The flooring helps to create much of the character and dynamic of this custom Whidbey. Extending that flooring from the great room through both the nook and kitchen helps maintain the uniformity of the space.

Lighting is an often over-looked aspect of design.  The natural light in this Whidbey is astounding but Lindsey also took care to provide “task” lighting in key areas. Note the lights above the table, island and sink. Carefully assess how you are going to use your space and locate task lighting according to your needs.

Small kitchens do have several things going for them that their larger brethren do not. There is an inherent efficiency in a well-designed small kitchen that no large kitchen can compete with. Everything you need is at your fingertips.

The other advantage a small kitchen has is cost. Because a smaller kitchen is going to use less square footage of counter space and fewer cabinets you will be saving money. Apply the funds to upgrades. High quality counter tops have great visual appeal and wear better over time. Custom cabinetry with high-end pulls and handles add immense value and character.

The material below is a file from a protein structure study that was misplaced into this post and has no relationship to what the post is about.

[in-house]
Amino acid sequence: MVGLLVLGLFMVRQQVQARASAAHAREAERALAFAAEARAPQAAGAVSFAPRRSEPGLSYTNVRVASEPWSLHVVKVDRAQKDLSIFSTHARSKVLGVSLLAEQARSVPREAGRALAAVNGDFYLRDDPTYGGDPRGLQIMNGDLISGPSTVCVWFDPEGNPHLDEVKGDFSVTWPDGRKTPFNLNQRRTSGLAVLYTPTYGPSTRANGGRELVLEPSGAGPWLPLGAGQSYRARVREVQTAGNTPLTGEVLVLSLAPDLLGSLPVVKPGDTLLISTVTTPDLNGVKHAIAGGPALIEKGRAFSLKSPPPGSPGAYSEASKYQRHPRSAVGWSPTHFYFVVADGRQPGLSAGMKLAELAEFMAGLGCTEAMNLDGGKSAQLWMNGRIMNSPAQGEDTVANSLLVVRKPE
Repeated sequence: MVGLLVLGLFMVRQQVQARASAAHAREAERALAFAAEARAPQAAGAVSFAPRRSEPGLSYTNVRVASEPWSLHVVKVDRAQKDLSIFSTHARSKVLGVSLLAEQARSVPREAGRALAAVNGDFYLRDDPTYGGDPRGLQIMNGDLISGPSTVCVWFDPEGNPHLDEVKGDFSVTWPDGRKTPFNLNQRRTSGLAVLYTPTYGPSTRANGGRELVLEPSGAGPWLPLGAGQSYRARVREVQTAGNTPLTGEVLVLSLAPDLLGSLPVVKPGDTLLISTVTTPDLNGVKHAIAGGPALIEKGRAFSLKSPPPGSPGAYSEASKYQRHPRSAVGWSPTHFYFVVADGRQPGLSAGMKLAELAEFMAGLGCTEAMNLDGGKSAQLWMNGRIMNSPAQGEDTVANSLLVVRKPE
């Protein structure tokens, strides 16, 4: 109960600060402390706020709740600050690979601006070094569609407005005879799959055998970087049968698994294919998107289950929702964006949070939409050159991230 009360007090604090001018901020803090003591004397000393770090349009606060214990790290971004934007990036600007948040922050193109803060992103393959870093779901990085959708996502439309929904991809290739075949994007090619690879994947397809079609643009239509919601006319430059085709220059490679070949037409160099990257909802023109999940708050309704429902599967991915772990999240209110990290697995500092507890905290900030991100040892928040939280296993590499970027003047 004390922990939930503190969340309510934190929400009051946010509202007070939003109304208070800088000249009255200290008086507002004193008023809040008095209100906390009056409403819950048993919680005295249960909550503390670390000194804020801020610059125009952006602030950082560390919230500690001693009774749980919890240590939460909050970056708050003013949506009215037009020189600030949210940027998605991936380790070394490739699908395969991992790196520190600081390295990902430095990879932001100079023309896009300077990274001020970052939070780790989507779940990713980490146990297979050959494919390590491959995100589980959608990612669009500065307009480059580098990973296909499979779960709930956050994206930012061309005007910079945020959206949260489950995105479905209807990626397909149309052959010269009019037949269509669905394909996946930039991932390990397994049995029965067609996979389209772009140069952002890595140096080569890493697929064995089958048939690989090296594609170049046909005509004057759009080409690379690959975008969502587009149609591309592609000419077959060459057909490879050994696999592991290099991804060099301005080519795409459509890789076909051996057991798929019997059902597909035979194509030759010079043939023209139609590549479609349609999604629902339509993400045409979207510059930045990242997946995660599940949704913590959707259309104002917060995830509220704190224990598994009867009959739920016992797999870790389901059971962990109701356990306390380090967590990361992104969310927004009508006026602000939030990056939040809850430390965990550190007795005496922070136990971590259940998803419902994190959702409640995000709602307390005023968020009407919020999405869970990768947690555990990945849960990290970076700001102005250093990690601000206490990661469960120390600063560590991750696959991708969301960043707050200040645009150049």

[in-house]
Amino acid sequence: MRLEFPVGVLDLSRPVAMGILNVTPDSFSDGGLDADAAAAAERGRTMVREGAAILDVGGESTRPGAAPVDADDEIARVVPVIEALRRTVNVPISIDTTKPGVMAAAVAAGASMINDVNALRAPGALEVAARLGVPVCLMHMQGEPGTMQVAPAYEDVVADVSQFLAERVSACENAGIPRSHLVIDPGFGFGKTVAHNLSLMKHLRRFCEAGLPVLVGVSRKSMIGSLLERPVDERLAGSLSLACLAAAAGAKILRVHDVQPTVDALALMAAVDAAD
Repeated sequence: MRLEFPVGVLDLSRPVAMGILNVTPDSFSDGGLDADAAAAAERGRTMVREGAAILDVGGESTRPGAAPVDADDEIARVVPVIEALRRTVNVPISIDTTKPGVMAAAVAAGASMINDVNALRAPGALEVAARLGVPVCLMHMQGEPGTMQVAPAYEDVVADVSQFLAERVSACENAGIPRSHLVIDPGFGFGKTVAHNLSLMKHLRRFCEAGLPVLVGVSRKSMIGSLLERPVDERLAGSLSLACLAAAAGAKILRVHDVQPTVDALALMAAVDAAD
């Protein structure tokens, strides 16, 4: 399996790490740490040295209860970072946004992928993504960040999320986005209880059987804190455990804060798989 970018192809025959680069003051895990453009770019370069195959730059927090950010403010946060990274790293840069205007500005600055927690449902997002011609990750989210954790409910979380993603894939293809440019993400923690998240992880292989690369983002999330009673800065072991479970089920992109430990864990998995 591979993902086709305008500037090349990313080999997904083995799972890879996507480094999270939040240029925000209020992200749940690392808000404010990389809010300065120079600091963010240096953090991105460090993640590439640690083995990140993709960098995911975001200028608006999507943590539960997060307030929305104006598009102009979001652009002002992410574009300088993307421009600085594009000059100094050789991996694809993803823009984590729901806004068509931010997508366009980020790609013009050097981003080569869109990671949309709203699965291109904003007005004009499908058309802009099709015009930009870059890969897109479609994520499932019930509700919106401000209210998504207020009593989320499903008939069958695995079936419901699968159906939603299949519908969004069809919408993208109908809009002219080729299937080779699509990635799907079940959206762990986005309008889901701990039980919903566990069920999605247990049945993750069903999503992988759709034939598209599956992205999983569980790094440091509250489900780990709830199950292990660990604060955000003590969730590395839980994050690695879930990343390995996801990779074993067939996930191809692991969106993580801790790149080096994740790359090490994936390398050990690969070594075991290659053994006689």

Congratulations Lindsey on a stunning adaptation of Tumbleweed's Whidbey! Your kitchen is an inspiration! 

For more tips from the number one name in small house design read The Small House Book.  


Written by Bernadette Weissmann — November 13, 2012

Filed under: design   Downsizing   home design   kitchens   Whidbey  

Affordable House Plans

We've made it easier than ever to afford Tumbleweed House Plans. Now you have the option to order your plans today and pay them off over the next year.

Starting at just $69.90 per month, you can order professionally drawn house plans. And it's simple. Your credit card will be charged each month on the same day. For instance, if you purchase plans on November 14th, you'll be charged on the 14th of each month for the 12 months (from November - October).